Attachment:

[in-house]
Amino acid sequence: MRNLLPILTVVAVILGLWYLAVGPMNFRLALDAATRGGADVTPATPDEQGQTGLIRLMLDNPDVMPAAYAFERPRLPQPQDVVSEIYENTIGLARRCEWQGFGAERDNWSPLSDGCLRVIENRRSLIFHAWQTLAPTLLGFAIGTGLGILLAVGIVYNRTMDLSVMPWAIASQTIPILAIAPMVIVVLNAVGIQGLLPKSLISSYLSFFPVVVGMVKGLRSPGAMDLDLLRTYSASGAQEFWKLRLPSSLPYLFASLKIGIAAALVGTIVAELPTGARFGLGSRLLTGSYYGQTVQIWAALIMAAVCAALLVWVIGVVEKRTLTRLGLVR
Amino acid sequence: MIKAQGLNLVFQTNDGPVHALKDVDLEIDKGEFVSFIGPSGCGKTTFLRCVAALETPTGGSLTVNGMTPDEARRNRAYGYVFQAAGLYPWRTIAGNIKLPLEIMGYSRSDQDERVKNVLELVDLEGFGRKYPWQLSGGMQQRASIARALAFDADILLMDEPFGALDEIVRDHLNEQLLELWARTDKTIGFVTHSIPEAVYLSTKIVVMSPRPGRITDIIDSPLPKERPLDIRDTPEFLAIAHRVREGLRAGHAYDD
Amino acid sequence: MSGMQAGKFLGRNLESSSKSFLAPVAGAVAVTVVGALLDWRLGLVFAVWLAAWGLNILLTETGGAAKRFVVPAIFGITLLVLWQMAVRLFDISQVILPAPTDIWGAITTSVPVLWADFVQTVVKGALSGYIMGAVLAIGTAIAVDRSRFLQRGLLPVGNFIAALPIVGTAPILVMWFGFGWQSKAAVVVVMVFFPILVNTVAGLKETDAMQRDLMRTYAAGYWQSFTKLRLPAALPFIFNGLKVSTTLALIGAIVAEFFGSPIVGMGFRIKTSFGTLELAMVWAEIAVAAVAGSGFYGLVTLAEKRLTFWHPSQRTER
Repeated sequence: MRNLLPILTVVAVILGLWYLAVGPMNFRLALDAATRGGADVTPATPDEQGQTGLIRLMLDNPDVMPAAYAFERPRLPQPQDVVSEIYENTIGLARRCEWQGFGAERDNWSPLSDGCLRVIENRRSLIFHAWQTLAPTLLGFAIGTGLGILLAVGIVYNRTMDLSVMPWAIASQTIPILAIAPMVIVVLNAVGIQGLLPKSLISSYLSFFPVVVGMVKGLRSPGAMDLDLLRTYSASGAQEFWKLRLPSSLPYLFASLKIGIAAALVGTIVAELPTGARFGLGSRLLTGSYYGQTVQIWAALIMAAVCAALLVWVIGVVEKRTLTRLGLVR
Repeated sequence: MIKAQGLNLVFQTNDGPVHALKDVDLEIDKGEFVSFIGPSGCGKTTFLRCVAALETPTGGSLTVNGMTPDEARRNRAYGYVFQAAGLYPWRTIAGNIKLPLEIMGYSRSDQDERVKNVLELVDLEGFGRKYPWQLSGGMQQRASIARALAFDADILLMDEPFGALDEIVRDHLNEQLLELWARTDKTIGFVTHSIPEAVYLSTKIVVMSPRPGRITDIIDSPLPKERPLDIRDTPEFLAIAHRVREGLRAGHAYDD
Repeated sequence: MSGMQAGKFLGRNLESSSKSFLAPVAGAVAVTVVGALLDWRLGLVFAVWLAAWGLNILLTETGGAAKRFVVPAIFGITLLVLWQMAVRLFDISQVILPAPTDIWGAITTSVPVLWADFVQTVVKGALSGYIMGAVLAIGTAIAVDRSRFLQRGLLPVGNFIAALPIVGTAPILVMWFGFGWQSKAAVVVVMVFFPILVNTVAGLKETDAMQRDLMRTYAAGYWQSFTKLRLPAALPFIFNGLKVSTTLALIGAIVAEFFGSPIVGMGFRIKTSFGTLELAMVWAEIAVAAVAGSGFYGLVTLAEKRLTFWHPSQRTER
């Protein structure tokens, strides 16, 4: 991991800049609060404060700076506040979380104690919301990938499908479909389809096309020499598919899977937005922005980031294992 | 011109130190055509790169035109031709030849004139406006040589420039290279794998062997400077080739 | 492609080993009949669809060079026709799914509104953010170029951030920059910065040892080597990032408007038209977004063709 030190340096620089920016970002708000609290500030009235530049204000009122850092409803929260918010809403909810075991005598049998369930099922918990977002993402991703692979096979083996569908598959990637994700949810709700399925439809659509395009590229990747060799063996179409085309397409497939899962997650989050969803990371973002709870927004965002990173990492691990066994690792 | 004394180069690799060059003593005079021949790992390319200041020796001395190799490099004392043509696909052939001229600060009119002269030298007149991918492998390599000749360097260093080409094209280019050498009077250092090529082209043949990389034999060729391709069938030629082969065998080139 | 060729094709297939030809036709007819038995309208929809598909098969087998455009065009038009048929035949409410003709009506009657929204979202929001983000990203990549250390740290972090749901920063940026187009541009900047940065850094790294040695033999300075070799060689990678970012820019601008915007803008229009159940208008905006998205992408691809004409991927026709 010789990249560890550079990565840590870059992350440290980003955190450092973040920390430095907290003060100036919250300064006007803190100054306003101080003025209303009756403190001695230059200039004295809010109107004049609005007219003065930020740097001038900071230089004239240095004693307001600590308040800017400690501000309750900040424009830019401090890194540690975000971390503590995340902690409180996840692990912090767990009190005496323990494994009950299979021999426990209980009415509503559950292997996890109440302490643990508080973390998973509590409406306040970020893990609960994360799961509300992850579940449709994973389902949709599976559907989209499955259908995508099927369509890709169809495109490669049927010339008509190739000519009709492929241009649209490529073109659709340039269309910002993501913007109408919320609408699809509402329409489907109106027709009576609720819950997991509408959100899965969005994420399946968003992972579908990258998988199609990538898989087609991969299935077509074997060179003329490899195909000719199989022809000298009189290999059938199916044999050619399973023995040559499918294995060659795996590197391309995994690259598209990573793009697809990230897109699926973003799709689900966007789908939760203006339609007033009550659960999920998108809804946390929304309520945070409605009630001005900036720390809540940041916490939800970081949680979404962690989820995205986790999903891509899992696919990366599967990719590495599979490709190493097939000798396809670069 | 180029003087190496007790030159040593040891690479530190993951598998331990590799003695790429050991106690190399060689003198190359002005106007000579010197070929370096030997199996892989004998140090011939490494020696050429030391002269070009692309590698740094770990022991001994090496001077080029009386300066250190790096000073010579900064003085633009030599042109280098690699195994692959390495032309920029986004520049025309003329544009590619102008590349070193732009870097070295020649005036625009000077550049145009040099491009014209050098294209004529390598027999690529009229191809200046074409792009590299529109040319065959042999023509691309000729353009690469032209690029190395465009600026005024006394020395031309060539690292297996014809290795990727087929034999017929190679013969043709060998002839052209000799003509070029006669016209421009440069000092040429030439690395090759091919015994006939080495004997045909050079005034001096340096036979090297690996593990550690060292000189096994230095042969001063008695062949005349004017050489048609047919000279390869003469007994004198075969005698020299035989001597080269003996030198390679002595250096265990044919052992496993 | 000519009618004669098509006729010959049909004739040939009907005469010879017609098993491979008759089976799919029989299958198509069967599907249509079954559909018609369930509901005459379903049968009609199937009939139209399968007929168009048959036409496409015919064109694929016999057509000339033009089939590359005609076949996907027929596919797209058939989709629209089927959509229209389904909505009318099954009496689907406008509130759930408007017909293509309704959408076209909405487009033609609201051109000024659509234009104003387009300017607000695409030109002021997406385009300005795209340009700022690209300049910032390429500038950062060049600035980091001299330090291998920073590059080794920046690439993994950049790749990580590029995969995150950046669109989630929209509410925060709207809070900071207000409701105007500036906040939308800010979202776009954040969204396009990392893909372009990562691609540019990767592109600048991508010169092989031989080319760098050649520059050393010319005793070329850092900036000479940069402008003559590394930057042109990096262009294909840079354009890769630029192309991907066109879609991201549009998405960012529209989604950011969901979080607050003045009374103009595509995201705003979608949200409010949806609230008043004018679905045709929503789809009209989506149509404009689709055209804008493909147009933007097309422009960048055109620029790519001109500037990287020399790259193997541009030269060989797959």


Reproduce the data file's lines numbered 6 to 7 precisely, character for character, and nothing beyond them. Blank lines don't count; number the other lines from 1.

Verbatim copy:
Repeated sequence: MIKAQGLNLVFQTNDGPVHALKDVDLEIDKGEFVSFIGPSGCGKTTFLRCVAALETPTGGSLTVNGMTPDEARRNRAYGYVFQAAGLYPWRTIAGNIKLPLEIMGYSRSDQDERVKNVLELVDLEGFGRKYPWQLSGGMQQRASIARALAFDADILLMDEPFGALDEIVRDHLNEQLLELWARTDKTIGFVTHSIPEAVYLSTKIVVMSPRPGRITDIIDSPLPKERPLDIRDTPEFLAIAHRVREGLRAGHAYDD
Repeated sequence: MSGMQAGKFLGRNLESSSKSFLAPVAGAVAVTVVGALLDWRLGLVFAVWLAAWGLNILLTETGGAAKRFVVPAIFGITLLVLWQMAVRLFDISQVILPAPTDIWGAITTSVPVLWADFVQTVVKGALSGYIMGAVLAIGTAIAVDRSRFLQRGLLPVGNFIAALPIVGTAPILVMWFGFGWQSKAAVVVVMVFFPILVNTVAGLKETDAMQRDLMRTYAAGYWQSFTKLRLPAALPFIFNGLKVSTTLALIGAIVAEFFGSPIVGMGFRIKTSFGTLELAMVWAEIAVAAVAGSGFYGLVTLAEKRLTFWHPSQRTER